Migrant crossings: 60% of people are from Albania says expert
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Albanian migrants living in the UK have accused MPs of making them “scapegoats” for a “broken” immigration system. Tirana officials have also scolded Suella Braverman for describing illegal Channel crossings into the UK as an “invasion”.
Around 40,000 people have already made the crossing this year, the highest number on record.
While estimates vary, some suggest as many as 60 percent of these migrants are from Albania.
This has fuelled a national discussion over how such numbers can – or cannot – be managed, and how best the Government can send back those who have no legal right to reside here.
Further concern has been sparked of Albanian drug gangs using the migrant camps of northern France as recruitment grounds and offering to cover the costs of crossing the Channel for those prepared to work in the UK drugs industry.
A group of Albanians living in the UK have now insisted they moved to the UK for a better life and to work hard – not to claim benefits or to act as “gangsters or thieves”.
Some also accused Government Ministers of trying to “scapegoat” them for problems that should, instead, be pinned on Westminster.
Ervis Abdullaj, 39, owner of the 01 Café Bar in Oxford, told MailOnline: “Albanians are coming here for a better life. What’s wrong with that? Lots of people have come from other countries but nobody is complaining about them.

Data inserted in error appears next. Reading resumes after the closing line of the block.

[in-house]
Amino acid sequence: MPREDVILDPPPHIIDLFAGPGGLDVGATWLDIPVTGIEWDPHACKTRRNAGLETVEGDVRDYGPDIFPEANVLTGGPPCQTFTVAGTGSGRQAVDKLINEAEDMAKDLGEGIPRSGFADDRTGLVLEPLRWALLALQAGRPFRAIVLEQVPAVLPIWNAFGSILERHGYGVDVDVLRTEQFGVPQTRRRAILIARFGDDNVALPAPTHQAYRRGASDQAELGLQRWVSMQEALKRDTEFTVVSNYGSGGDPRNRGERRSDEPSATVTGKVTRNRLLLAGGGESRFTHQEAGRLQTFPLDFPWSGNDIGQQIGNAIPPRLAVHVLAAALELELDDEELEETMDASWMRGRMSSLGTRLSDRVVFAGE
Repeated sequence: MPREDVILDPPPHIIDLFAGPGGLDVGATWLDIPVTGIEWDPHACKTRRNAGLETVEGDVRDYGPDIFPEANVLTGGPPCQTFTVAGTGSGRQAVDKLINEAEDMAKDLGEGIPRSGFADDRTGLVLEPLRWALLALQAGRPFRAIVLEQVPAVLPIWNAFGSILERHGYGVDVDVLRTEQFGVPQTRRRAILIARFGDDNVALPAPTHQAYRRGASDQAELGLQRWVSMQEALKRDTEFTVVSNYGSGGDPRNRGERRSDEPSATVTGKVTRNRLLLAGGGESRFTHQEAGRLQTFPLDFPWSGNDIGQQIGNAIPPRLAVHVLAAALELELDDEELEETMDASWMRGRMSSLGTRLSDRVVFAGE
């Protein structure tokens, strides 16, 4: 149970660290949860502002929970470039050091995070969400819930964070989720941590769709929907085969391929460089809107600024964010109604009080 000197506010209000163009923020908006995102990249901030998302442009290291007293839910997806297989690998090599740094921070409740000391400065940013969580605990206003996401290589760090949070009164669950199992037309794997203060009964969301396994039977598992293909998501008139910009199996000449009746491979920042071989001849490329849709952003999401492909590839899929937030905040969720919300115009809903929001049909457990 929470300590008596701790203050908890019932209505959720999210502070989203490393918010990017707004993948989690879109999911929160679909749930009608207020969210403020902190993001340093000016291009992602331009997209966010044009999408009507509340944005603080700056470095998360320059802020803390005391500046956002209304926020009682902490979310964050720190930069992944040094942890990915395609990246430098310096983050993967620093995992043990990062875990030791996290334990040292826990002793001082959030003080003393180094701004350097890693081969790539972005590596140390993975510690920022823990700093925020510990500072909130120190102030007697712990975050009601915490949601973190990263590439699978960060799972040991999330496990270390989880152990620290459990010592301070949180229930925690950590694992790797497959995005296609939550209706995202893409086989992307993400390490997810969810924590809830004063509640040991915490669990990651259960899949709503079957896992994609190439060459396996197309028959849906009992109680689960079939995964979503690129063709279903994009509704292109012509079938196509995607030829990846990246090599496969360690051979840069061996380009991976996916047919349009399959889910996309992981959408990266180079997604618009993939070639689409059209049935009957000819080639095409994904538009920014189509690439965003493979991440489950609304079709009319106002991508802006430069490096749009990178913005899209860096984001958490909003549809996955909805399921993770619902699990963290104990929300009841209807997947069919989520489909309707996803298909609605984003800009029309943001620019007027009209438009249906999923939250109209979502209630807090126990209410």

“Albania is a beautiful country but there is a lot of corruption and violence there. Many Albanians are fleeing terrible conditions and their lives are in danger.
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“There might not be a war going on there but it’s not a safe country.”
He added that while he arrived in the UK legally, he could understand why others might make the illegal crossing, and noted: “I work almost 18 hours a day and like many Albanians in the UK want to have a good life for myself. The British Government is just trying to blame us for its problems.
“It’s not our fault that it can’t get its act together and do something about the migrant crisis. So it’s easier to pin it all on the Albanians.”
Another, Eddie Terziu, 37, a builder originally from Elbasan, said he came to the UK because there was no work in Albania.
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He said: “We are not criminals, we are not gangsters. We are not asking for benefits. We work for our money.”
Esad, 24, admitted that he made the illegal crossing and appeared again to use finances to justify his actions: “I came last year on a boat. I paid a gang in Albania and they made all the arrangements.
“A lot of people want to come because life is not easy in Albania. It’s hard to find a job and if you do have one, you’re lucky to make £200 per month.”
Responding to a defence of Ms Braverman’s use of the word “invasion” earlier this week, Prince Leka of Albania wrote in a post on Twitter that the illegal entry of his countrymen and women in the UK facilitated “an improvement to British society”.
Albanian Prime Minister Edi Rama has also accused the UK Government of using migrants to “excuse policy failures”.
He wrote in a post on Twitter: “Targeting Albanians (as some shamefully did when fighting for Brexit) as the cause of Britain’s crime and border problems makes for easy rhetoric but ignores hard fact.”
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